May 2, 2012 |

Pickaway and its surrounding area was long inhabited by the Seneca tribe of Native Americans, and their main pathway through the mountains was roughly the same route that 219 follows today. Pickaway was also known as “Pickaway Plains”, and though the exact origin of the name is not fully clear, the Picqua tribe of Native Americans was one way or another most probably the source of this unique name.

The local school at Pickaway was the site of the first Corn Club in West Virginia, established in 1907. The Corn Clubs began in the Midwest as an effort to educate rural youth about contemporary, scientific methods of growing corn. This movement was essential as it later became 4-H and Future Farmers of America to help encourage young farmers.

The first known white settler of Pickaway, Joseph Parker and his family came to the area between 1775 and 1785. William Hawkins from Philadelphia and John Gray, also from Pennsylvania, were other early settlers who established good-sized farms in the area. Gray also constructed a log fort that would become known as “Pickaway Fort” or “Thompson’s Fort”.

The community of Pickaway is also important as the nexus of 219 and the Creamery Road, or Route 3 headed west. Of the early families that came to the area, many live on today and in some cases own the same farms that their forefathers long ago first tamed from the thick, wild, forest, which covered these rolling plains. The Campbells, the Parkers, the Becketts are still all represented in the community to this day.

Along 219, just south of the intersection with Route 3 was the business center of Pickaway, with a church, store, and school. There were also a grist mill and a blacksmith’s shop in this small community. The mill operated a diesel-powered engine for the grinding of grain as there was no water source nearby; like most mills of the period, the construction was timber-frame of what is known as a husk frame design. This approach provides for a far more robust and sturdy inner frame that can withstand the level of continued vibrations produced by the millworks. Attached to the mill was a blacksmith’s shop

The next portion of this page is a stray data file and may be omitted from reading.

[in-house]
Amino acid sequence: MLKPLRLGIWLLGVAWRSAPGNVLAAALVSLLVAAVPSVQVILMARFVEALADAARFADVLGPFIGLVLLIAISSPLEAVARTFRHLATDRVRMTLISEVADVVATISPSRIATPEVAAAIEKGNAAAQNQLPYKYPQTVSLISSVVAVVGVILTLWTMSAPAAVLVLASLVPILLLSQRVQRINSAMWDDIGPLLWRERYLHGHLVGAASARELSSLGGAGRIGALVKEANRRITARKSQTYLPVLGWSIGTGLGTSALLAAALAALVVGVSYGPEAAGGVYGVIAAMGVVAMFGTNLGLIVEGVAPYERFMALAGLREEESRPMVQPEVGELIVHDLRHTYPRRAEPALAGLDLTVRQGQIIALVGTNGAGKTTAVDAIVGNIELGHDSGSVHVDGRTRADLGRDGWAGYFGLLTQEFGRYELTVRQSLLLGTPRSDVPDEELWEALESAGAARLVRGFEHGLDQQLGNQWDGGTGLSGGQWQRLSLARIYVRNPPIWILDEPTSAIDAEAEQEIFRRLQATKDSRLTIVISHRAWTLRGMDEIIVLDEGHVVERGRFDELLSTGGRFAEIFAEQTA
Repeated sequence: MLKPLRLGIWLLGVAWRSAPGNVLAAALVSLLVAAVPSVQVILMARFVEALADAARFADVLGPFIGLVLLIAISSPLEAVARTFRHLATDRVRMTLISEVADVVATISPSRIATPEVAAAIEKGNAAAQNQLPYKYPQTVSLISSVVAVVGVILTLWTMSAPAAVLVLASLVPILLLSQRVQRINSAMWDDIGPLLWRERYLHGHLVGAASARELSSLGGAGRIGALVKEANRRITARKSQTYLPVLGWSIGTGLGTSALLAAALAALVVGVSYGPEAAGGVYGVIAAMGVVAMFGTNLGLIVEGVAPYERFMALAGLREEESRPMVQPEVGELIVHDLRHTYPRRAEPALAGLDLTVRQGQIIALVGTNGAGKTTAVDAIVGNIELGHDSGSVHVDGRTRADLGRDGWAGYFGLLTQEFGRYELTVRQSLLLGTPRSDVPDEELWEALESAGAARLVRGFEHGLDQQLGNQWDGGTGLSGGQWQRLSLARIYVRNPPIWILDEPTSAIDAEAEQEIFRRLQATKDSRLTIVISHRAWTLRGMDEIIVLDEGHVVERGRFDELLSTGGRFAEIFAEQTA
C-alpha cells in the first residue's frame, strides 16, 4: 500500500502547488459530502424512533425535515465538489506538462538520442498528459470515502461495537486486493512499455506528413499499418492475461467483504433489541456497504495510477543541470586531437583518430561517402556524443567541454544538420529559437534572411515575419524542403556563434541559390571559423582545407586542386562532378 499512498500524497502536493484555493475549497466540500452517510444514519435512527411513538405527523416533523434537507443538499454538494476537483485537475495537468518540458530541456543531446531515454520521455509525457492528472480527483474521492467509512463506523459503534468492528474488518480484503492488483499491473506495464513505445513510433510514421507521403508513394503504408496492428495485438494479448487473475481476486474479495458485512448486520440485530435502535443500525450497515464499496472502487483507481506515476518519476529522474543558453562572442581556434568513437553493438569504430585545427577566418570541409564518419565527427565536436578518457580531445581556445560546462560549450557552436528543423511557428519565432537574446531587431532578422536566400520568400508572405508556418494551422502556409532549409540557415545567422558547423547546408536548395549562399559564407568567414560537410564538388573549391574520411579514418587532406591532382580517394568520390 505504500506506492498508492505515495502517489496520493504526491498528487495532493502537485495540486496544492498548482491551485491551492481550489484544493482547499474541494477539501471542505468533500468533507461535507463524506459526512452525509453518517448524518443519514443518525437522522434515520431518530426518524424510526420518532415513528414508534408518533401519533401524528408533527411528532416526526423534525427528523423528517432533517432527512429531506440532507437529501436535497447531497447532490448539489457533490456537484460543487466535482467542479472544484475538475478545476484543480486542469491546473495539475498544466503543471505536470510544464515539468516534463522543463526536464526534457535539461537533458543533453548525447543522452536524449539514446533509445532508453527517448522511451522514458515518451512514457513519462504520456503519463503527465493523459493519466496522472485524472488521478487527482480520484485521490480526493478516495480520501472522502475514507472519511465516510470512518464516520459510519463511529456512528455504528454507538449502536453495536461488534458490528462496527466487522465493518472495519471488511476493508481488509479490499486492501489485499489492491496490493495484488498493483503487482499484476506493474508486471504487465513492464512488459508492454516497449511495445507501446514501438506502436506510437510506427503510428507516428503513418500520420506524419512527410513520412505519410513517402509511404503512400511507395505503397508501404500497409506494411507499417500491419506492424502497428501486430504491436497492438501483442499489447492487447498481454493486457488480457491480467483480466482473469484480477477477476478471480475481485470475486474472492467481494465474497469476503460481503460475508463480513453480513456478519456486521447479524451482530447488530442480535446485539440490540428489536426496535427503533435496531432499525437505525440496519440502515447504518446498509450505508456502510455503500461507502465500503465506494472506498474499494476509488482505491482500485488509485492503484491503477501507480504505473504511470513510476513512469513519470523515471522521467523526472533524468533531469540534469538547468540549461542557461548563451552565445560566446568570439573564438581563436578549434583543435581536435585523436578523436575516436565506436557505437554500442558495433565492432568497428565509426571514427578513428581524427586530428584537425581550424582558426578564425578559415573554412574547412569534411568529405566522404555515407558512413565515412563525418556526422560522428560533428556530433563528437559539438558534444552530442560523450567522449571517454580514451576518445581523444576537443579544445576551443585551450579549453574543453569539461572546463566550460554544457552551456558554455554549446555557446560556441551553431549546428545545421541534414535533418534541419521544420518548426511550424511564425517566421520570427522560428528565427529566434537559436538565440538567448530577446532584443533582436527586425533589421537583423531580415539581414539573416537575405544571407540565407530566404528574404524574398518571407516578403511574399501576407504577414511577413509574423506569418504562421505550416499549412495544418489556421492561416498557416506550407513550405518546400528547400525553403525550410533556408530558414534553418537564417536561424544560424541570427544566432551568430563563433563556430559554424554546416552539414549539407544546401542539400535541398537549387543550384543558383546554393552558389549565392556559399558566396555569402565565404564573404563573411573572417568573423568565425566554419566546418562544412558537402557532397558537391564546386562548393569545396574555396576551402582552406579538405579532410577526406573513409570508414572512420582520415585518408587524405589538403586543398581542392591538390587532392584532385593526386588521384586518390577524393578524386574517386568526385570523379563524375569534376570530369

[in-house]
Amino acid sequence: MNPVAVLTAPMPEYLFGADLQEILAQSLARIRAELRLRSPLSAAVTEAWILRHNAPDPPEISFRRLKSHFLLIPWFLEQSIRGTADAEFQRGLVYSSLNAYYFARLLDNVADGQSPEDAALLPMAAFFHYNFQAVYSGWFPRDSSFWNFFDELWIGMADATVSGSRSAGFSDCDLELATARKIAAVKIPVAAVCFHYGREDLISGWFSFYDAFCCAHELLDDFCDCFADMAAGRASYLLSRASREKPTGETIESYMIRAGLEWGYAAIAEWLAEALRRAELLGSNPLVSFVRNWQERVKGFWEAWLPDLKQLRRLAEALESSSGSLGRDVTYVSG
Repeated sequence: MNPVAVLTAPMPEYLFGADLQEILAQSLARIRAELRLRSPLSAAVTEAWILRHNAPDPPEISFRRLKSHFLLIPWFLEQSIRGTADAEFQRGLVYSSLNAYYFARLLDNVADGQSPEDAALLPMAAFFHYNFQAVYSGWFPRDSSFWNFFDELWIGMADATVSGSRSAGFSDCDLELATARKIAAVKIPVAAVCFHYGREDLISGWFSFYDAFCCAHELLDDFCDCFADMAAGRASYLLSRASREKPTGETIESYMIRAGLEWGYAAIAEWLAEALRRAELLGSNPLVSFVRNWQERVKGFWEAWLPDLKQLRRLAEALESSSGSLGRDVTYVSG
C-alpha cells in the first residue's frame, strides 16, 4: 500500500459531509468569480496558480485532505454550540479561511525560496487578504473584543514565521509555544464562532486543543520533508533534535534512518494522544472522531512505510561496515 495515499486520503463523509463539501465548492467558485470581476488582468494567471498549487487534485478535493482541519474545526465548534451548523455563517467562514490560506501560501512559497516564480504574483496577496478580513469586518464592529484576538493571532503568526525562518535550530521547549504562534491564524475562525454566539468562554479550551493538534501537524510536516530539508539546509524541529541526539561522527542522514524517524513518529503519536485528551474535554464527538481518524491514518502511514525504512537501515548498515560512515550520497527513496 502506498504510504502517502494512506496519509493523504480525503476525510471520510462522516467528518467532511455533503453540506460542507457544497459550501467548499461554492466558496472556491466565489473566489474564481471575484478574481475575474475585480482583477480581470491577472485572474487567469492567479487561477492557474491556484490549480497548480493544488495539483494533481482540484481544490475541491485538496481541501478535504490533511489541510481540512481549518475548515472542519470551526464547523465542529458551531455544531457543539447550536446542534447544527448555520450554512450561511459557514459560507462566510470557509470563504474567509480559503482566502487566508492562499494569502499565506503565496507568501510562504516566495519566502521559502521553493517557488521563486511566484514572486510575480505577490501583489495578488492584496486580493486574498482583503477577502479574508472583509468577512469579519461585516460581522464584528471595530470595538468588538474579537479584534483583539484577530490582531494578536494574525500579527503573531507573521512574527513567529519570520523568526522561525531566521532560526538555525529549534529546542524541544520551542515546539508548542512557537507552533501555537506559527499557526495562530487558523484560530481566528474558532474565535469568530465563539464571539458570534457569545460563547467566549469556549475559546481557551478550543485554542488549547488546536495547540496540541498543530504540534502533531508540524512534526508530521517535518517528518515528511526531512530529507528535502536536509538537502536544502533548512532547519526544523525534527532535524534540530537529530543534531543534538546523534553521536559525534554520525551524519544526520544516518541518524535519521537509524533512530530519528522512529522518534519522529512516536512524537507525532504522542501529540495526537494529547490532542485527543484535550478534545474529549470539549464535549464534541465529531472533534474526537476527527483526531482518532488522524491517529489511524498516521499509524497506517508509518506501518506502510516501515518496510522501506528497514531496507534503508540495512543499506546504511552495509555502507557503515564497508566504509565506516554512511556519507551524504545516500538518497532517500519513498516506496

The general store served as the center of neighborly fellowship and informal meetings. In some cases, more formal meetings also were held there: in Pickaway for example, Hazel Shrader’s records indicate that local men met at the store one evening to talk over the planned route of the electrical service coming to the community in 1927.

Today, some Pickaway residents work in Greenbrier County or in the local schools or the B.F. Goodrich plant near Union, but many who even have other primary occupations also keep small farms—some of which have been passed down from father to son for decades. Most farming families in Monroe County and many who may not even have working farms keep large, serious gardens and garner much of their food from them.

Beef cattle has become the main livestock found in Pickaway and all of Monroe County today, however, dairy cattle, goats, and turkeys are still important production animals while many families keep chickens and possibly hogs for smaller-scale or personal consumption production. The lay of the land—rolling, in places even mountainous though not so much as the lower part of Monroe County—in Pickaway makes for difficulty in raising large amounts of fodder crops, though corn and hay are both commonplace.

Sheep were, through the 1960s, a staple animal of farms in Monroe County but seem to also have faded from popularity since then. Part of this is due to changes in the use and thereby pricing of wool and also the spread of coyotes into the county from the west, as they are prolific predators of sheep but not of cattle. However, Dave Bostic and a few other current farmers in Pickaway have once again resumed sheep production.

In 1999, in recognition of the unique value and high level retention of contributing structures, the Pickaway Rural Historic District was added to the National Register of Historic Places under rural historic districts with essential national value due to their contributions to the agricultural history of America.

This article is written by Mike Walker, guest writer with the 219 Project. His grandmother, Mayo Lemons, still lives in Pickaway.


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Category: Lewisburg to Rich Creek

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